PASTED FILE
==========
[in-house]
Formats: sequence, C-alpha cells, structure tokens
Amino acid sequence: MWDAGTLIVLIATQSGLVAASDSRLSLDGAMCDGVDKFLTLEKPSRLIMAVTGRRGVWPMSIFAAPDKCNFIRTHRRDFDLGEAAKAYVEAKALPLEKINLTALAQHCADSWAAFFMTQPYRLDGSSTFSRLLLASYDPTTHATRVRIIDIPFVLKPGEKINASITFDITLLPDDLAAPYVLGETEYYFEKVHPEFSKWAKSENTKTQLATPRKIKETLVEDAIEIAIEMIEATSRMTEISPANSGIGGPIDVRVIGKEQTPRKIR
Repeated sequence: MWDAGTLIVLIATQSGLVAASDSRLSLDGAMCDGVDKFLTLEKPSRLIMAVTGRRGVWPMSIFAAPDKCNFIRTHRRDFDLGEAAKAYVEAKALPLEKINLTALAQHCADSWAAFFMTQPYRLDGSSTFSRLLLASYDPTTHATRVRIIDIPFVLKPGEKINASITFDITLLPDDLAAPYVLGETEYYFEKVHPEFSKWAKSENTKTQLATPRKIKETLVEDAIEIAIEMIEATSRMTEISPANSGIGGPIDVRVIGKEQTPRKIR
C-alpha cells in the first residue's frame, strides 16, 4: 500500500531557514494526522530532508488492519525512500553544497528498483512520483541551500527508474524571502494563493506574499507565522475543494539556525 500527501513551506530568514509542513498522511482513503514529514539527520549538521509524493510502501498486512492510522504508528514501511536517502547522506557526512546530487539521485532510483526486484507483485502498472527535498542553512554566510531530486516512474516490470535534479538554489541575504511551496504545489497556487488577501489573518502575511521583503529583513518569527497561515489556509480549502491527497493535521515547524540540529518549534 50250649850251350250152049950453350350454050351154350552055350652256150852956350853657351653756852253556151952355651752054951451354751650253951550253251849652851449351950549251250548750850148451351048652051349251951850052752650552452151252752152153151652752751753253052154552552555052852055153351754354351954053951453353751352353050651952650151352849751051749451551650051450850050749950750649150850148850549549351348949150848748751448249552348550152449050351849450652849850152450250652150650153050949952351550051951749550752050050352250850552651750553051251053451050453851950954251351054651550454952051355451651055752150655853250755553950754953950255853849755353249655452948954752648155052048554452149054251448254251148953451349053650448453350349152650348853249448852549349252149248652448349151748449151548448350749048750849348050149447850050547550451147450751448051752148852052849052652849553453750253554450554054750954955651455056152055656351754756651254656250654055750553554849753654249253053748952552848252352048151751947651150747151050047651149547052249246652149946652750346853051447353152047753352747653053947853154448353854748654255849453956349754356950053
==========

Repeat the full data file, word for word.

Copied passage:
[in-house]
Formats: sequence, C-alpha cells, structure tokens
Amino acid sequence: MWDAGTLIVLIATQSGLVAASDSRLSLDGAMCDGVDKFLTLEKPSRLIMAVTGRRGVWPMSIFAAPDKCNFIRTHRRDFDLGEAAKAYVEAKALPLEKINLTALAQHCADSWAAFFMTQPYRLDGSSTFSRLLLASYDPTTHATRVRIIDIPFVLKPGEKINASITFDITLLPDDLAAPYVLGETEYYFEKVHPEFSKWAKSENTKTQLATPRKIKETLVEDAIEIAIEMIEATSRMTEISPANSGIGGPIDVRVIGKEQTPRKIR
Repeated sequence: MWDAGTLIVLIATQSGLVAASDSRLSLDGAMCDGVDKFLTLEKPSRLIMAVTGRRGVWPMSIFAAPDKCNFIRTHRRDFDLGEAAKAYVEAKALPLEKINLTALAQHCADSWAAFFMTQPYRLDGSSTFSRLLLASYDPTTHATRVRIIDIPFVLKPGEKINASITFDITLLPDDLAAPYVLGETEYYFEKVHPEFSKWAKSENTKTQLATPRKIKETLVEDAIEIAIEMIEATSRMTEISPANSGIGGPIDVRVIGKEQTPRKIR
C-alpha cells in the first residue's frame, strides 16, 4: 500500500531557514494526522530532508488492519525512500553544497528498483512520483541551500527508474524571502494563493506574499507565522475543494539556525 500527501513551506530568514509542513498522511482513503514529514539527520549538521509524493510502501498486512492510522504508528514501511536517502547522506557526512546530487539521485532510483526486484507483485502498472527535498542553512554566510531530486516512474516490470535534479538554489541575504511551496504545489497556487488577501489573518502575511521583503529583513518569527497561515489556509480549502491527497493535521515547524540540529518549534 50250649850251350250152049950453350350454050351154350552055350652256150852956350853657351653756852253556151952355651752054951451354751650253951550253251849652851449351950549251250548750850148451351048652051349251951850052752650552452151252752152153151652752751753253052154552552555052852055153351754354351954053951453353751352353050651952650151352849751051749451551650051450850050749950750649150850148850549549351348949150848748751448249552348550152449050351849450652849850152450250652150650153050949952351550051951749550752050050352250850552651750553051251053451050453851950954251351054651550454952051355451651055752150655853250755553950754953950255853849755353249655452948954752648155052048554452149054251448254251148953451349053650448453350349152650348853249448852549349252149248652448349151748449151548448350749048750849348050149447850050547550451147450751448051752148852052849052652849553453750253554450554054750954955651455056152055656351754756651254656250654055750553554849753654249253053748952552848252352048151751947651150747151050047651149547052249246652149946652750346853051447353152047753352747653053947853154448353854748654255849453956349754356950053